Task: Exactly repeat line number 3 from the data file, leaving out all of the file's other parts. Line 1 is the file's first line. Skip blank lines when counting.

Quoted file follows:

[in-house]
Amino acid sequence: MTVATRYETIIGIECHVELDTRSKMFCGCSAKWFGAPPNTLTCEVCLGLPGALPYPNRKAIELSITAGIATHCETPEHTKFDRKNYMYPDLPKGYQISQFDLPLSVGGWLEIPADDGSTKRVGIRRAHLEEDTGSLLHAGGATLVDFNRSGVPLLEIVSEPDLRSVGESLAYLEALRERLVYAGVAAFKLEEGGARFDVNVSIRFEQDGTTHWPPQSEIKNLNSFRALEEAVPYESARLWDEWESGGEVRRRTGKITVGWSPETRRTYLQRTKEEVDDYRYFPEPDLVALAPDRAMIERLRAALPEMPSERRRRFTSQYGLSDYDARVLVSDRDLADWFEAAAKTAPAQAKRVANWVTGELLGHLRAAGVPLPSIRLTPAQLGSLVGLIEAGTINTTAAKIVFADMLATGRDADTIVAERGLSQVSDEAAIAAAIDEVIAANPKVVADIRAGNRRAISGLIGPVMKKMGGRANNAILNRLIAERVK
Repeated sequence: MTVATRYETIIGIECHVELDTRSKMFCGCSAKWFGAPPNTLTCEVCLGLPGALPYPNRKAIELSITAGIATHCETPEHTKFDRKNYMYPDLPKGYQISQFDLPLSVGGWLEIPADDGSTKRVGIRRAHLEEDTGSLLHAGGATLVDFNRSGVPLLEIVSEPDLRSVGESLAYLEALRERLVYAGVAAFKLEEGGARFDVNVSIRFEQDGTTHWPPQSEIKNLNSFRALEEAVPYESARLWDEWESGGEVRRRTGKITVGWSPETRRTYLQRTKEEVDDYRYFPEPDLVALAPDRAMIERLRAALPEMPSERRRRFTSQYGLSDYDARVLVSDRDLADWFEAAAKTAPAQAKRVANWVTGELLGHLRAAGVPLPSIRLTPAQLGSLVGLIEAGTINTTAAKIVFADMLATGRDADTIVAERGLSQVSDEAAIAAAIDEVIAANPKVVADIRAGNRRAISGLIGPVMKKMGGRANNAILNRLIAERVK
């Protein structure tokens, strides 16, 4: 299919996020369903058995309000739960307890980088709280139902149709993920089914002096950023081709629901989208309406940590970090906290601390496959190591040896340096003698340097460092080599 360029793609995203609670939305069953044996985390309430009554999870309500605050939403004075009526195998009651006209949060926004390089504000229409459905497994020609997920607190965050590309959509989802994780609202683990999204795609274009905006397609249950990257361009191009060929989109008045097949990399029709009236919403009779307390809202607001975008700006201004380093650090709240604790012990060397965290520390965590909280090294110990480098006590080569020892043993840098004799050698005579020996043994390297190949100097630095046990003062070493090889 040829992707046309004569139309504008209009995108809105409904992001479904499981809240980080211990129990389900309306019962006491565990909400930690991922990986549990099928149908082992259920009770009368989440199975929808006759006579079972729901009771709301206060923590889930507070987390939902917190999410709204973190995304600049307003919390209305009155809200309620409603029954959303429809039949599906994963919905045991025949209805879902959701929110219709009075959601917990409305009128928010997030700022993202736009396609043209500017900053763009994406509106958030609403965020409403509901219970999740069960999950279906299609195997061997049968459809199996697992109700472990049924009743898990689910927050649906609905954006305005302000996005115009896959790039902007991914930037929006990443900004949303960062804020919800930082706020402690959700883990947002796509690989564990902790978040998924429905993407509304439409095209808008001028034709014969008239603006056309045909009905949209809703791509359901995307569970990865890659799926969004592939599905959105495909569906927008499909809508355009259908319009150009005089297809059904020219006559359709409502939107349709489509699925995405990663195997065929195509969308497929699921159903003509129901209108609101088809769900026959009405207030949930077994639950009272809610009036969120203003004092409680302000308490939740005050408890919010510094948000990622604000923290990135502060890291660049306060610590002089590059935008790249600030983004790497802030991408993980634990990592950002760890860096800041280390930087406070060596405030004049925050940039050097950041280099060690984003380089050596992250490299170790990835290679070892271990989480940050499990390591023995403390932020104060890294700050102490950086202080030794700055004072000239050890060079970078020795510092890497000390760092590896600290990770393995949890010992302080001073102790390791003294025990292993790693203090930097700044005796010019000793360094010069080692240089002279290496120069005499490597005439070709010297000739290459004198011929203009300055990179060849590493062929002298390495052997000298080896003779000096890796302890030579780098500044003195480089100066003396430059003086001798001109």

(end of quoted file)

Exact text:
Repeated sequence: MTVATRYETIIGIECHVELDTRSKMFCGCSAKWFGAPPNTLTCEVCLGLPGALPYPNRKAIELSITAGIATHCETPEHTKFDRKNYMYPDLPKGYQISQFDLPLSVGGWLEIPADDGSTKRVGIRRAHLEEDTGSLLHAGGATLVDFNRSGVPLLEIVSEPDLRSVGESLAYLEALRERLVYAGVAAFKLEEGGARFDVNVSIRFEQDGTTHWPPQSEIKNLNSFRALEEAVPYESARLWDEWESGGEVRRRTGKITVGWSPETRRTYLQRTKEEVDDYRYFPEPDLVALAPDRAMIERLRAALPEMPSERRRRFTSQYGLSDYDARVLVSDRDLADWFEAAAKTAPAQAKRVANWVTGELLGHLRAAGVPLPSIRLTPAQLGSLVGLIEAGTINTTAAKIVFADMLATGRDADTIVAERGLSQVSDEAAIAAAIDEVIAANPKVVADIRAGNRRAISGLIGPVMKKMGGRANNAILNRLIAERVK